Here are ten easy recipes for balanced, plant-based meals for health and happiness.
10 Reasons to Eat Less Animal Foods
- Germs. Factory farms, transport and storage introduce most of the listeria, e-Coli, flu etc. we get
- Pollution. Our soil, water and air is being devastated by methane, runoff
- Water supply. It takes enormous quantities of water to grow beef etc.
- Fossil Fuels. In addition to transportation, petroleum-based fertilizer is used to grow animal feed
- Suffering. Cows, pigs and chickens are scared and stressed when imprisoned, drugged, tortured, raped, and murdered. We not only know about it, we are also consuming their flesh. We suffer too.
- Karma. As factory farms have increased, so has our drugs, violence, stress, etc. We reap what we sow.
- Health. Eating beef, pork, poultry, eggs, and dairy brings heart disease, obesity, diabetes, infection, cancer, depression, bipolar disorder and Alzheimers, just to name a few.
- Vanity. Animal foods age us, worsen our smell, attract bugs, and make us selfish
- Economics. It costs less to eat a plant-based diet, and saves the environment from ruin.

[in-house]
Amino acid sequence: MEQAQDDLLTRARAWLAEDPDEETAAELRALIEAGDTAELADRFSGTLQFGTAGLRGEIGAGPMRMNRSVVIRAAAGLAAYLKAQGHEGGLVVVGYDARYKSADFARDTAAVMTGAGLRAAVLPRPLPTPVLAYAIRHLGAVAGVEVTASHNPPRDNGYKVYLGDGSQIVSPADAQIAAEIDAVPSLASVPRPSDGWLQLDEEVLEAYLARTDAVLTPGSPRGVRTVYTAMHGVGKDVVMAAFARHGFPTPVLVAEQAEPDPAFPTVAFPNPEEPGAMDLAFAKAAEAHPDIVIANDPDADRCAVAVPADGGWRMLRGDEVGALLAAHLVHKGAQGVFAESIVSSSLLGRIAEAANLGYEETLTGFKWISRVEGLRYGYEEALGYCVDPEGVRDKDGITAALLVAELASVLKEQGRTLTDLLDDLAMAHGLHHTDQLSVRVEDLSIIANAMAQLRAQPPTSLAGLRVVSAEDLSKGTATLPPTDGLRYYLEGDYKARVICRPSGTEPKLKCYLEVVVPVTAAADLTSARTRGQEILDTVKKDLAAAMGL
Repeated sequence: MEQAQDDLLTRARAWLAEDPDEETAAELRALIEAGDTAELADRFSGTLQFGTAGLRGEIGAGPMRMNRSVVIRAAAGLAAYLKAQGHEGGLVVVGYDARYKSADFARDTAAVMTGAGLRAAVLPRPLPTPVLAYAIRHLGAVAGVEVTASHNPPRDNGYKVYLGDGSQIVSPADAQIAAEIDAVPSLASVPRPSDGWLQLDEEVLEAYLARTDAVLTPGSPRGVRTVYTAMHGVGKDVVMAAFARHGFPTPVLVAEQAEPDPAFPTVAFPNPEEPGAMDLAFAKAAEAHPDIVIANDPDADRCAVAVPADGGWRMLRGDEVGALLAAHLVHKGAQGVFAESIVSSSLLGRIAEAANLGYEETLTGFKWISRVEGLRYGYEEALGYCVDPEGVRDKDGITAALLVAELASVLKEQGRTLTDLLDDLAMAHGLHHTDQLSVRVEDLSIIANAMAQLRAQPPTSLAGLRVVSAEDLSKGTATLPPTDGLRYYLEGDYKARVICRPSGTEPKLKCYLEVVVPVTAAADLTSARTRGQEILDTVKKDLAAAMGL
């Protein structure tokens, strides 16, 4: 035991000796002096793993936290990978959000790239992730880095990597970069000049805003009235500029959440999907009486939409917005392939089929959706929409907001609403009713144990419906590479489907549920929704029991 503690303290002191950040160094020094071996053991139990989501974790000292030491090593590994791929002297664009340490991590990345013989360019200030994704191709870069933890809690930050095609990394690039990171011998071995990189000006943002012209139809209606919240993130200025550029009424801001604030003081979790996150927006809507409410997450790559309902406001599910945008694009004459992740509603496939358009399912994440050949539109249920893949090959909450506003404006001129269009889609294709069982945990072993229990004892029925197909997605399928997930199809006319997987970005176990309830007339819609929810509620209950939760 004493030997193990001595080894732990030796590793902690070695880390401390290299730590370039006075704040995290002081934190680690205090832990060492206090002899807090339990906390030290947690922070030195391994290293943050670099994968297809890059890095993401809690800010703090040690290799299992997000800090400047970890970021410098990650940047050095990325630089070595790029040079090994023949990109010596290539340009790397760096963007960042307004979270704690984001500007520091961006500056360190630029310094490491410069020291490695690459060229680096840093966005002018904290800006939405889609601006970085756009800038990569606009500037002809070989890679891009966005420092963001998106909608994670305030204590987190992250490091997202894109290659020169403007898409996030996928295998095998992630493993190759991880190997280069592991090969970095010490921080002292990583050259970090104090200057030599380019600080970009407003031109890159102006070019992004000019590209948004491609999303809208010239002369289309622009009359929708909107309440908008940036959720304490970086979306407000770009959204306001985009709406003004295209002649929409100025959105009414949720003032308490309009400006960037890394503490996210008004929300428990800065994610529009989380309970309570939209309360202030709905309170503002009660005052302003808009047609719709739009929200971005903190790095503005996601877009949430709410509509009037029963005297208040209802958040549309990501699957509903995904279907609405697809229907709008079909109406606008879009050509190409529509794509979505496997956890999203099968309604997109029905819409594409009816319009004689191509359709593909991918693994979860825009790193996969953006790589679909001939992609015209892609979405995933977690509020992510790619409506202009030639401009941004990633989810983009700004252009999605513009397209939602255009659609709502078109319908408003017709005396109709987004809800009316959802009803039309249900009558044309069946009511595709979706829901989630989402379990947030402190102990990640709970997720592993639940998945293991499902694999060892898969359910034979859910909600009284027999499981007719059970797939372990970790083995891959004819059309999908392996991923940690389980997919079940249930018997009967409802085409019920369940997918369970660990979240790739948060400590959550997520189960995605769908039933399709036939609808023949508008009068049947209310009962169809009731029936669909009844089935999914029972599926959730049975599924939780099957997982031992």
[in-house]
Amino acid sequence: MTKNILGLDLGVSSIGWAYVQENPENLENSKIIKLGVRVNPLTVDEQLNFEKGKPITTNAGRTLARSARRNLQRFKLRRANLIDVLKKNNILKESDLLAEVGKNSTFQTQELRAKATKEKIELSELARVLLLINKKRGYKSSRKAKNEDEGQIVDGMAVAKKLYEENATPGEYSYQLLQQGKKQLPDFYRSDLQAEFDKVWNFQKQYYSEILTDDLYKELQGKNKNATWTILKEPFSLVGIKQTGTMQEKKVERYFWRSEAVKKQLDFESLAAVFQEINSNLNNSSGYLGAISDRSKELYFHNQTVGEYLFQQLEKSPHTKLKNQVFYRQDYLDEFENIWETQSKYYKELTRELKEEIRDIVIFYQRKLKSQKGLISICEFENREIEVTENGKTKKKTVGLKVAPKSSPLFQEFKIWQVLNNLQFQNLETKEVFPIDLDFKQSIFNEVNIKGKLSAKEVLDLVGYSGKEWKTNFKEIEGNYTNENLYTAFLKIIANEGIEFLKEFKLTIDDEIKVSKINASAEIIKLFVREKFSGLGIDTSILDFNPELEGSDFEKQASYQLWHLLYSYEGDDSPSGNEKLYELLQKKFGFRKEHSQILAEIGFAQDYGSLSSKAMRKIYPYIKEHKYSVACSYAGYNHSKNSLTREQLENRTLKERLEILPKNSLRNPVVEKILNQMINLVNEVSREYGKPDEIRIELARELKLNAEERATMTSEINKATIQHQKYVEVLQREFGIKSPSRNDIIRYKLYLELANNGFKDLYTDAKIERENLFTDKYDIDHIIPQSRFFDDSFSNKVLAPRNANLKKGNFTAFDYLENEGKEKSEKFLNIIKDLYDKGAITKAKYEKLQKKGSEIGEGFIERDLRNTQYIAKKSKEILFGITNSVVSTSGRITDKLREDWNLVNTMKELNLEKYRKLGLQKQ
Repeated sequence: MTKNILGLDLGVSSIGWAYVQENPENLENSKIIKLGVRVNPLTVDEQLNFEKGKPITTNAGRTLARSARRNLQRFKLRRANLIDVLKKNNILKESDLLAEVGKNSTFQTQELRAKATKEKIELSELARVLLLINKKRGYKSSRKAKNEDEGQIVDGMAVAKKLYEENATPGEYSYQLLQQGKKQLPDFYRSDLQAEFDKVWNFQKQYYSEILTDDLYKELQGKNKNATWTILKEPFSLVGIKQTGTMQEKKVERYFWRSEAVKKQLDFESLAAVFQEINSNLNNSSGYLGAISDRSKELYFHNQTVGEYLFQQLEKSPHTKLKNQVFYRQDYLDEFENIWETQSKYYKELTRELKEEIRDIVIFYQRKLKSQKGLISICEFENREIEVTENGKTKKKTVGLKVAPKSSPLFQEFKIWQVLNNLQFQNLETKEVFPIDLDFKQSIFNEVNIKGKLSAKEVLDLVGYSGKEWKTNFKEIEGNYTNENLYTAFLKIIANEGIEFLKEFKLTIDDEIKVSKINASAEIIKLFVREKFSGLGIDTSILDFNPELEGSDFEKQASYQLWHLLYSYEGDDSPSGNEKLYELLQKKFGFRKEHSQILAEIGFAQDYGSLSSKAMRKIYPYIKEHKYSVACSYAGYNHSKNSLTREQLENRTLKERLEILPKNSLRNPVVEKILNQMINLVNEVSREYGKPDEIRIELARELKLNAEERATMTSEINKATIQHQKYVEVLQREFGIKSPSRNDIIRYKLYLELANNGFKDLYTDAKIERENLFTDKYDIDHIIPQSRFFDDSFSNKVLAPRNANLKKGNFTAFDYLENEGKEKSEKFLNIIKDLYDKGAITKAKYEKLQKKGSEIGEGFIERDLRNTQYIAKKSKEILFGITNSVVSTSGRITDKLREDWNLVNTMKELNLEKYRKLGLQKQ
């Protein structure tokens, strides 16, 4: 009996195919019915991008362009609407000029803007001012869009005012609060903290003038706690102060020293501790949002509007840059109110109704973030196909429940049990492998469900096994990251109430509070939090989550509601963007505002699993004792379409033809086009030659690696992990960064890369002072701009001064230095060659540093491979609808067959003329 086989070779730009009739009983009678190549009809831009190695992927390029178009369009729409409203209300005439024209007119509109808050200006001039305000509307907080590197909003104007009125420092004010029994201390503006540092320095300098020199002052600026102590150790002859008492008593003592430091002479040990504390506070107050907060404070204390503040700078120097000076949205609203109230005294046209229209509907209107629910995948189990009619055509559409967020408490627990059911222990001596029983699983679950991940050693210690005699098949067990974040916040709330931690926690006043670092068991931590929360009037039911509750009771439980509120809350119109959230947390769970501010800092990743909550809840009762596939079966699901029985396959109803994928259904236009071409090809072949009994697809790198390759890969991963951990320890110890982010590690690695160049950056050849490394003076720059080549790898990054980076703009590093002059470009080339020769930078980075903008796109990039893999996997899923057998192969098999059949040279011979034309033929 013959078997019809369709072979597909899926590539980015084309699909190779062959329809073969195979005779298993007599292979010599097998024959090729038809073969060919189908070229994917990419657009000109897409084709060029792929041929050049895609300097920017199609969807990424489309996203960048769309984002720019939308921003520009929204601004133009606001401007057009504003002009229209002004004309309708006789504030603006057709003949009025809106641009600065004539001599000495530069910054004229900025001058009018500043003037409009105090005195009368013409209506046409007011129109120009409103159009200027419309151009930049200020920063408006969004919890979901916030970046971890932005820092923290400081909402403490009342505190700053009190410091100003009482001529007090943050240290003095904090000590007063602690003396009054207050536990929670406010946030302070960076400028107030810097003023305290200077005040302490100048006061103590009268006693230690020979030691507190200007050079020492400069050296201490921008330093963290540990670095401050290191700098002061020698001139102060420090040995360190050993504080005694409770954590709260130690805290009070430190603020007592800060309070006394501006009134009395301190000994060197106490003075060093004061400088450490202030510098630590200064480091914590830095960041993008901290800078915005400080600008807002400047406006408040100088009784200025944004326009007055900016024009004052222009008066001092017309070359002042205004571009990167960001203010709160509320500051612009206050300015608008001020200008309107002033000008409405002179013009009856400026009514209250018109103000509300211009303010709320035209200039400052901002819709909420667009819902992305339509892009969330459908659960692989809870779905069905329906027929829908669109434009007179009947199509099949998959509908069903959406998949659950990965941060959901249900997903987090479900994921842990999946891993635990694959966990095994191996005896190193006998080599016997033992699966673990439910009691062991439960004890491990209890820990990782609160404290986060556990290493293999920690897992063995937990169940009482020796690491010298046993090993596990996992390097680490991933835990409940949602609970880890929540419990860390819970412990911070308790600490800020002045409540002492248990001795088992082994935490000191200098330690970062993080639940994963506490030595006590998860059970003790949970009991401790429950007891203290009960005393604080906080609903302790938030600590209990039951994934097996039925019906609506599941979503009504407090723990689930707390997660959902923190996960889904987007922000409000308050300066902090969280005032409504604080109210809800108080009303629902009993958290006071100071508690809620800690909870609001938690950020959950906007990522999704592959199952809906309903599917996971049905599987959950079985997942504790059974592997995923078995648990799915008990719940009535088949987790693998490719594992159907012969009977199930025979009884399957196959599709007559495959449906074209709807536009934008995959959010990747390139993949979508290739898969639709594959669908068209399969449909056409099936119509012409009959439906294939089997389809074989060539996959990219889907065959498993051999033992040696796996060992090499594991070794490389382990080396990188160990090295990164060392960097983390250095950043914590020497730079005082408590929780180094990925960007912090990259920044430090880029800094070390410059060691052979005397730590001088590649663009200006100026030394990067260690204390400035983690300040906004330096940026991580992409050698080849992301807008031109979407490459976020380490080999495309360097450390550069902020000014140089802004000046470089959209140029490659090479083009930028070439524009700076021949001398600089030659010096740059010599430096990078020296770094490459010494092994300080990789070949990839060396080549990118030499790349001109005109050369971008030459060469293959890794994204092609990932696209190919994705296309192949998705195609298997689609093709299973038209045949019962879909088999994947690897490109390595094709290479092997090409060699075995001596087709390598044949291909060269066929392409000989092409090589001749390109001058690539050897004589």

- Love. Cats, dogs, hamsters, turtles, birds and fish are pets, why not cows, pigs and chickens?
1. Brown Rice 100 Ways
Brown rice comes in short, medium and long grain, jasmine, basmati, black and sweet varieties, from various regions. There are several ways to prepare it (boiled, pressure cooked, flour, noodles, mochi, milk), and there are several ways to help it cook faster and more completely, for better nutrition (sea salt, kombu, bay leaf, ume plum). There are also many other foods you can cook into it, from other grains, to beans, to nuts, mushrooms, and more.
You can also use more water, or less water, and of course you can reheat and repurpose rice into such things as rice balls, sushi, fried rice, rice porridge, etc. There are over 100 different ways for you to enjoy rice, so don’t be bored! Whole Foods has a wonderful Bulk Food booklet which shows how to cook grains, but it’s very simple: Rinse and soak for a few hours or overnite; use a 2:1 ratio (or 1.5 for pressure-cooked) of water to grain, and boil for about :40. Check part way and add more water if necessary.